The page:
From the opening scene in “Emergency,” we know we’re in for something bold and provocative—something designed to make us a bit uncomfortable and to THINK, even as we laugh at the absurd situations. This is biting social satire and racial commentary told in the style of a throwback 1980s comedy.
At the fictional and predominantly white Buchanan University, best friends and roommates Kunle (Donald Elise Watkins) and Sean (RJ Cyler) are attending a class where the white, British professor is discussing hate speech and peppering the air with the n-word—only she says the full word, again and again, with the word projected in large letters on the screen behind her, and she seems almost smugly righteous about it. After all, this is a “safe space”; this is Academia.
“Is that s--- even allowed?” whispers an outraged Sean.
“It’s on the syllabus,” replies the more measured Kunle. “There was a trigger warning.”
“Ask her why is she teaching a class about some s---- she don’t know s--- about,” says Sean.
Amazon Studios presents a film directed by Carey Williams and written by KD Davila. Rated R (for pervasive language, drug use and some sexual references). Running time: 105 minutes. Opens Friday at local theaters and available May 27 on Prime Video.
In just a few moments, writer KD Davila and director Carey Williams (expanding his award-winning Sundance short film) establish that this is going to be more than a typical college buddy comedy while also laying the groundwork for us to get to know Kunle, the button-downed, straitlaced son of Nigerian doctors who has landed a coveted spot at Princeton to earn his Ph.D. in biology, and Sean, who is clearly smart but comes from a very different world and relishes his role as a bad (but not terrible) influence to Kunle.
Spring break is coming! Sean lays out the strategy for what he calls The Legendary Tour, in which he and Kunle will hit seven different frat parties on the same night, becoming the first Black students to pull off that feat. Kunle reluctantly goes along with the plan. We’re primed for a One Last Crazy Night comedy in the vein of “American Graffiti” and “Dazed and Confused,” “Superbad” and “Harold and Kumar Go to White Castle,” “Project X” and “Booksmart.”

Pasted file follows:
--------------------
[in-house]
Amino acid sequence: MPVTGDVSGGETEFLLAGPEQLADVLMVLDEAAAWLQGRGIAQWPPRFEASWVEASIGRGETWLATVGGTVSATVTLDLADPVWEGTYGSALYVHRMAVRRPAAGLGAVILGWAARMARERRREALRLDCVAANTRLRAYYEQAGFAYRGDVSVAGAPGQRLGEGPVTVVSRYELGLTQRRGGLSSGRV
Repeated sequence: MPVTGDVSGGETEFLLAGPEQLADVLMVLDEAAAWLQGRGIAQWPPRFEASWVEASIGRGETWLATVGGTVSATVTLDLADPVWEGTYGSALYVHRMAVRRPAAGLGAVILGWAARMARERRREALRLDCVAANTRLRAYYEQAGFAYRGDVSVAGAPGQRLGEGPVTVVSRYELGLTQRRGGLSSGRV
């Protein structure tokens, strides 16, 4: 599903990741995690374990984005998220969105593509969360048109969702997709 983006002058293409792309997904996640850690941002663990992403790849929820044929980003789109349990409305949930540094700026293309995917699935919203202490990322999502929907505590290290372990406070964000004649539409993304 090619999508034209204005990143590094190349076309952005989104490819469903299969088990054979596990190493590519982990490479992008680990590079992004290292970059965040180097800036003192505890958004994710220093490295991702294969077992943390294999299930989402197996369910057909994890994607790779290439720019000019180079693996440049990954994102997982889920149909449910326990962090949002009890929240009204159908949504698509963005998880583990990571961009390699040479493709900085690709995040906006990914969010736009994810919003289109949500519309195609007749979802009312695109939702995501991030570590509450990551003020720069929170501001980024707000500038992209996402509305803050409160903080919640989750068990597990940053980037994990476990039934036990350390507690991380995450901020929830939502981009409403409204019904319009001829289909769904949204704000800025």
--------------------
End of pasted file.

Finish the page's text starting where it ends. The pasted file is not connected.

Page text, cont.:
Before the madcap hijinks even get started, however, there’s a major complication, in the form of the teenage white girl (Maddie Nichols) who is passed out on their living room floor. How did she even get there? Is she drunk? On drugs? Is she DEAD? There’s voluminous vomiting in play, so we know she’s not dead-dead, but once she’s finished throwing up, she’s out again. Oh geez.
Kunle and Sean drag their third roommate, a geeky Latino gamer named Carlos (Sebastian Chacon), away from his screens to see if he knows anything about the girl, but Carlos had his headphones on, and he didn’t hear or see anything. Kunle wants to call 911, but Sean says hold on: What’s going to happen when the police arrive and see two Black men, a Brown man and a passed-out white girl? Maybe they should find a white person to call it in, or maybe they should try to return this girl to the nearby frat party that she must have been attending before she wandered off and somehow wound up on their living room floor. They manage to get the semi-conscious girl into their van, thus embarking on a circular road trip that takes them all around town as they try to figure out how to get the girl some help without risking arrest or worse at the hands of the police.
Cut to a rager of a party where Buchanan student Maddie (Sabrina Carpenter) has been so busy partying she’s lost track of her little sister, Emma, who has gone missing—and that’s how we learn the identity of the girl who keeps drifting in and out of consciousness in the van as Kunle, Sean and Carlos keep making a bad situation worse and find themselves in real danger more than once. Maddie and her best friend Alice (Madison Thompson) and Alice’s new crush Rafael (Diego Abraham) track Emma’s phone and start following the van.
We know the two groups are going to cross paths. We know the police are almost certain to get involved at some point. And while we’re laughing and cringing at the crazy, sometimes slapstick developments, we find ourselves tensing up in anticipation of the possibly tragic developments that might occur before this night is over.
“Emergency” deftly toggles between comedy and impactful drama, between satire and serious commentary. Donald Elise Watkins as Kunle and RJ Cyler as Sean are outstanding together, especially in a late scene where stereotypes and assumptions are stripped away, and we come to understand the depth of this friendship. Sebastian Chacon has a few showcase moments that elevate Carlos above the typical nerdy sidekick role, and we’d be remiss not to recognize what Maddie Nichols does with the role of Emma, whose reaction when she first regains full consciousness is hilarious and sobering all at once. For all its influences and roots in similar types of comedies, “Emergency” is an original work, very much of its time.